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Three Strike Law

Updated on July 20, 2009

Sentencing and Parole Bill

Sentencing and Parole Reform Bill, more commonly known as the three strikes law is famous for its instatement in California, but it is used in 24 different states in the U.S. The three strikes rule was adopted to stop criminals from becoming repeat offenders and it does this by giving a sentence of 25 years to life after three felonies. If a double third strike is received then the sentences are stacked to 50 years to life. Although the law was made to stop violence it has caused other problems. One major problem than can be credited to the three strike law is overcrowding in prisons, the prison population has risen four hundred percent since the law was instated in 1993. Also, citizens with two strikes already are desperate to avoid their third strike, and are more likely to evade police with car chases and dangerous maneuvers which endangers the lives of the criminal, the police, and other people on the road. The three strike law is also unjust in the sentencing of some third strike convicts; an example of this is Kevin Weber who was sentenced to 26 years to life in prison for stealing four cookies. These problems are major problems that lead to people paying more money to build more prisons and to house more inmates, and it also puts these people in danger when a desperate criminal with two strikes is trying to evade police.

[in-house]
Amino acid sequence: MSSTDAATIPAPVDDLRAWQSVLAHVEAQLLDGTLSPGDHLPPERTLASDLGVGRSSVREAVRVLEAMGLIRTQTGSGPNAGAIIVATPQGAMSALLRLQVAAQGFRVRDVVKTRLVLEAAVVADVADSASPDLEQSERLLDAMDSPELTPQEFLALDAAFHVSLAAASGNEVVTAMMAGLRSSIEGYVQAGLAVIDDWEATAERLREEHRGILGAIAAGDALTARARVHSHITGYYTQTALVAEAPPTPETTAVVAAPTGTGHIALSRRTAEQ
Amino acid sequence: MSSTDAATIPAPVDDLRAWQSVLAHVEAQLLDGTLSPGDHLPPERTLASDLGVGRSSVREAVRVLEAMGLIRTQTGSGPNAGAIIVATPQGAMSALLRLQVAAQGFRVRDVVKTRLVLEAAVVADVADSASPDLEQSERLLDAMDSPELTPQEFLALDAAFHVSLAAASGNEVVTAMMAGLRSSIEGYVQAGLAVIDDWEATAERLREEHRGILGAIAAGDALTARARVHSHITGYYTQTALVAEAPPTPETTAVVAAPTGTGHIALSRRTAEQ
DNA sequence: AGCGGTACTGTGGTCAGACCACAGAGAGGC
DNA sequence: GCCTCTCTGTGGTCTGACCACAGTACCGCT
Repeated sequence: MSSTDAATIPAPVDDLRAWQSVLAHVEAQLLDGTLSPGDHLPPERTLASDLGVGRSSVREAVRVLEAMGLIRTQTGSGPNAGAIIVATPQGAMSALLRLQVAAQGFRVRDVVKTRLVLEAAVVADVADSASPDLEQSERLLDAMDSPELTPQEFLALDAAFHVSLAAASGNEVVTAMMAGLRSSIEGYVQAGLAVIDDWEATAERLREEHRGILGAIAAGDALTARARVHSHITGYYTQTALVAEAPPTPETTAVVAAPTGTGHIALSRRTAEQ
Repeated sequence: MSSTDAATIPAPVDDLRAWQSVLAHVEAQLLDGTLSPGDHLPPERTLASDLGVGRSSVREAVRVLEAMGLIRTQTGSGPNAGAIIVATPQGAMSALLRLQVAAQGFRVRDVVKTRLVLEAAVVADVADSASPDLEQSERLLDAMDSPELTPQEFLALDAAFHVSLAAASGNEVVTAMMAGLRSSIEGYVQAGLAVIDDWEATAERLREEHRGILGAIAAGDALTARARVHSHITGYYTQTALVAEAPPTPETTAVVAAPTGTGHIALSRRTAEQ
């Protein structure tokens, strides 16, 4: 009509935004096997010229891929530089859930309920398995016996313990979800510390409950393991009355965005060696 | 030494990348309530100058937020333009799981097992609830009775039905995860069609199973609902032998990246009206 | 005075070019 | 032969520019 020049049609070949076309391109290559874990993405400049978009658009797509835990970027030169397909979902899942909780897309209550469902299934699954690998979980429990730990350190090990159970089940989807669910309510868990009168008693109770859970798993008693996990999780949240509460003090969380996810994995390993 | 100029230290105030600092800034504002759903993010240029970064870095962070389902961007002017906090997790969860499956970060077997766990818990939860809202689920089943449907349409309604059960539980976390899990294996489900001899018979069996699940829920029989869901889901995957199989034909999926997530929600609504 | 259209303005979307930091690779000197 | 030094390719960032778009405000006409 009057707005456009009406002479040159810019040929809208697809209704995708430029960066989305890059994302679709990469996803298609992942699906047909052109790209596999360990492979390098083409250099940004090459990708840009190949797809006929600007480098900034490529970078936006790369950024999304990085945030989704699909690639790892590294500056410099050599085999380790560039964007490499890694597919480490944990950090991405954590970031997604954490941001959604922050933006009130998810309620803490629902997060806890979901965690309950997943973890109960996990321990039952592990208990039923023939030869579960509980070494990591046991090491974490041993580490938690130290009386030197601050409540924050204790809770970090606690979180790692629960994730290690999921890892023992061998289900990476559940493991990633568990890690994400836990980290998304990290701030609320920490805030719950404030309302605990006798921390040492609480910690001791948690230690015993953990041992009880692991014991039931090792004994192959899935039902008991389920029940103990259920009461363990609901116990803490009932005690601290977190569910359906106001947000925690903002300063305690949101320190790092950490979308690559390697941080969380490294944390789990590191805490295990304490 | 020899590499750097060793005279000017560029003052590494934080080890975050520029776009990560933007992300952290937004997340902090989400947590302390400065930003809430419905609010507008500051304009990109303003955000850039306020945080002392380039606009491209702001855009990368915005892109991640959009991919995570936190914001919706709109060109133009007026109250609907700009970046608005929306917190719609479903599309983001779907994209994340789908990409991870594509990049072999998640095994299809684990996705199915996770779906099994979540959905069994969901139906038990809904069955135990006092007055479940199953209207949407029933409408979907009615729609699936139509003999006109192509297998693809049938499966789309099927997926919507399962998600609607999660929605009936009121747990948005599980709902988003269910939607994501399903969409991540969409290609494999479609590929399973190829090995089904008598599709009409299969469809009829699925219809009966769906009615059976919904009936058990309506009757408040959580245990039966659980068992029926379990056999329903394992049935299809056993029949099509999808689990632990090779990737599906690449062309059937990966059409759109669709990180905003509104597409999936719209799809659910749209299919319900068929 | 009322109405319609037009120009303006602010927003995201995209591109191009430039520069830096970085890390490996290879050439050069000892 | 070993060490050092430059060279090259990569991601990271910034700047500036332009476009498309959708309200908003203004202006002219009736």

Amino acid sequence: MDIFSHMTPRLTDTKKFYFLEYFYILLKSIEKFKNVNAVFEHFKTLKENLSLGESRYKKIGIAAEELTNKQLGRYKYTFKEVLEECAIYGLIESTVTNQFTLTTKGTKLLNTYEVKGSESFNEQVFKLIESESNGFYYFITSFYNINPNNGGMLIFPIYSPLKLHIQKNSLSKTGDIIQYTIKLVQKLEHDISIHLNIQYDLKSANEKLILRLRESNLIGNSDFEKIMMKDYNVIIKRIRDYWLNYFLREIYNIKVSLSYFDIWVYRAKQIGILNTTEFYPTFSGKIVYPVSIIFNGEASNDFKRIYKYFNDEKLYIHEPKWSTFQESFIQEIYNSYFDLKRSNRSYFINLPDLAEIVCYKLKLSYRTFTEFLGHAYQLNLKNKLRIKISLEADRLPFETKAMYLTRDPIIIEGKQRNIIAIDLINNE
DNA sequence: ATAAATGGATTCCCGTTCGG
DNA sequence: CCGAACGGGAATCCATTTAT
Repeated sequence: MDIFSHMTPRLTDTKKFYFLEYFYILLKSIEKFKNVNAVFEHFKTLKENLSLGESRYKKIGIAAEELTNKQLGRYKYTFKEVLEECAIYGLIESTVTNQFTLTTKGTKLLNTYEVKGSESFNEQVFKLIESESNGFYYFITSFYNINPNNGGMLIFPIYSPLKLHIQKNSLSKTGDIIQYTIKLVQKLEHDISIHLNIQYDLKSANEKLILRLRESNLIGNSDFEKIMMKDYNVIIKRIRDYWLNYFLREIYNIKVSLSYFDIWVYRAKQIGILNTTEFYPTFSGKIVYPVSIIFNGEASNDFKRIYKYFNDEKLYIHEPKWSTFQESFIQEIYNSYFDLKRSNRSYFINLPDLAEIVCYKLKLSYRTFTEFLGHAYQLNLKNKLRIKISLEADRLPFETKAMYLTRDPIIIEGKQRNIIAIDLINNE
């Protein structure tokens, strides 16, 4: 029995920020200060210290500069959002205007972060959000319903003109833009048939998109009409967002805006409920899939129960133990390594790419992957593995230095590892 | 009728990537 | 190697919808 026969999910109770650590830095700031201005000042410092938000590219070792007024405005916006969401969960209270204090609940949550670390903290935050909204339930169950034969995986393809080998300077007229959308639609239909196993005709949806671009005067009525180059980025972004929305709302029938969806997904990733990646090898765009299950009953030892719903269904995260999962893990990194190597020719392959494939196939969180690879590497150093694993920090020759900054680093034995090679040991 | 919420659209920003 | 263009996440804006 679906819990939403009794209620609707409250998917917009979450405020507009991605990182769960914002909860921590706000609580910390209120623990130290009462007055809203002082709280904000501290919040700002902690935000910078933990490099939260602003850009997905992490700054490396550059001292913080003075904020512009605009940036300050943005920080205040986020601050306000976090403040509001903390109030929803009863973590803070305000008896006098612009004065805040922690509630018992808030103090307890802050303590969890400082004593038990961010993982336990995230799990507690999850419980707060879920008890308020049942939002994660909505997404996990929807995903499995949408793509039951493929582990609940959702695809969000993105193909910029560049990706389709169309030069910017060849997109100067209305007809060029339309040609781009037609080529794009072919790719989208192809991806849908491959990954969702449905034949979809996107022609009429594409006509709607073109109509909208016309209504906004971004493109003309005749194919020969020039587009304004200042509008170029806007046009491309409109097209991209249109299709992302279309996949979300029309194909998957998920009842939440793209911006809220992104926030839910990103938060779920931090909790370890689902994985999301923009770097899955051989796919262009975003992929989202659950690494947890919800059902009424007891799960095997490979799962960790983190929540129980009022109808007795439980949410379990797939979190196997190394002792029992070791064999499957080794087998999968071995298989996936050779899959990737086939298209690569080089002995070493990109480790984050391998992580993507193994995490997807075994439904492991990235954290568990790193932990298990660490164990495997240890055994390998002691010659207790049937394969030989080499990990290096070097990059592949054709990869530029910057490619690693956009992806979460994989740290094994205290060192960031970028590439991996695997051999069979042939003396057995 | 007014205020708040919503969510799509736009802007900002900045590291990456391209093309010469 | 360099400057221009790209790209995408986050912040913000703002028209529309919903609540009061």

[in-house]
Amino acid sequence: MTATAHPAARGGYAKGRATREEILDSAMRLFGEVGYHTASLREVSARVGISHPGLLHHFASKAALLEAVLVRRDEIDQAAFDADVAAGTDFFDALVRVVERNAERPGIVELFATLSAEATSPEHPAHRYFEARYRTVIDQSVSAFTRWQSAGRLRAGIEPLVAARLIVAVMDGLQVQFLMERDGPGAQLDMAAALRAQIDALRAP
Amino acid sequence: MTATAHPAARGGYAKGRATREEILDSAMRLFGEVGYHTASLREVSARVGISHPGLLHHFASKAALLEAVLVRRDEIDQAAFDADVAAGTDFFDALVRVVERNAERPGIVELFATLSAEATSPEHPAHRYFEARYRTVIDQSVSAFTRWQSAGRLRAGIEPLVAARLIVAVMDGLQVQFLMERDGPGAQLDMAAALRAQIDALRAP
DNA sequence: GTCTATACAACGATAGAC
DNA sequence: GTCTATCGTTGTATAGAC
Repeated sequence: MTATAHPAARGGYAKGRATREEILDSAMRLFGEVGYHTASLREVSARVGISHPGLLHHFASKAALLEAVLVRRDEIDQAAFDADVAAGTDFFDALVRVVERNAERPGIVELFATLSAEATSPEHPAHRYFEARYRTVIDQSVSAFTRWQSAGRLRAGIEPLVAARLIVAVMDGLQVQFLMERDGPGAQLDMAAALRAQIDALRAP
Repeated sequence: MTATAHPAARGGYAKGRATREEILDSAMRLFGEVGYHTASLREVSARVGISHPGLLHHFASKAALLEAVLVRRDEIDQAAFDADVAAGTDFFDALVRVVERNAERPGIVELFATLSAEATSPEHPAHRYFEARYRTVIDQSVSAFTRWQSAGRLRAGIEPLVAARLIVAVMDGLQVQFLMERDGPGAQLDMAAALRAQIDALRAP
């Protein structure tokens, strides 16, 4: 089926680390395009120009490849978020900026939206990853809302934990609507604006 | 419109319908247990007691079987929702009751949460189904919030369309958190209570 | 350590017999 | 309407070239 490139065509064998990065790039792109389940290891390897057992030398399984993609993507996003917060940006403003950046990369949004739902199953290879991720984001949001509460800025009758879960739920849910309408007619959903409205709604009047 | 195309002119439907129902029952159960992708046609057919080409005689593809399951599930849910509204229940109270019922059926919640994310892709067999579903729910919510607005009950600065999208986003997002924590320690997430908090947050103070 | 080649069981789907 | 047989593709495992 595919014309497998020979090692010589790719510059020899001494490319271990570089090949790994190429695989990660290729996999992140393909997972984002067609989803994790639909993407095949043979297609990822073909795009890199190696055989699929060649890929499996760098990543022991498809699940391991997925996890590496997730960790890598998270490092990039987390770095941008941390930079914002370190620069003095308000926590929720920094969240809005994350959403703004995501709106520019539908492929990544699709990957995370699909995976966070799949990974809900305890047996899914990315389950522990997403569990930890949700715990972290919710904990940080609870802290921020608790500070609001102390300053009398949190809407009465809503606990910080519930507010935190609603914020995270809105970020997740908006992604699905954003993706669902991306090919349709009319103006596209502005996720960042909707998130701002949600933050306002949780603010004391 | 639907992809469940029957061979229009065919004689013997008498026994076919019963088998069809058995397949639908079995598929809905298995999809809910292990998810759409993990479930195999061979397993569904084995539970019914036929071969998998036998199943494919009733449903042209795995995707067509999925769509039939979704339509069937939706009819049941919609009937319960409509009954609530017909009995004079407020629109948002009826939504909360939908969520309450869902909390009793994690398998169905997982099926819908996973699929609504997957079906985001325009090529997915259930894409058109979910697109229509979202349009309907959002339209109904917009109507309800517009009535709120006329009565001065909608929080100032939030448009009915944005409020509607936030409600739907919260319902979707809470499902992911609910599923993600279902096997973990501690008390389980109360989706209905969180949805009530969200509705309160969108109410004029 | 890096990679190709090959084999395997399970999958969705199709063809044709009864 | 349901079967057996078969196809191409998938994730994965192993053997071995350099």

These three major problems are caused by the three strike law, but more specifically the poor way the Sentencing and Parole Bill was written. The bill has way to offenses qualified as a felony. People that are committing minor offenses are getting sentences of 25 years to life in prison, and this is causing overcrowding instead of a major reduction in crime rate.

            There are only two ways to solve these severe problems: one is to rewrite the bill and the other is to just eliminate the bill altogether. If we were to rewrite the bill several changes would need to be made, but the most important would be to reduce the sentencing of lesser crimes. To see if the bill really does reduce crime rate half of the states should abolish the law and the other half should keep it, and see if there is an increase in crime rate between the states without the law and those with the law. The Senate Parole Reform Bill needs to be abolished or have some considerable changes made in order to solve the problems that it has caused. 

Three Strike Law
Three Strike Law

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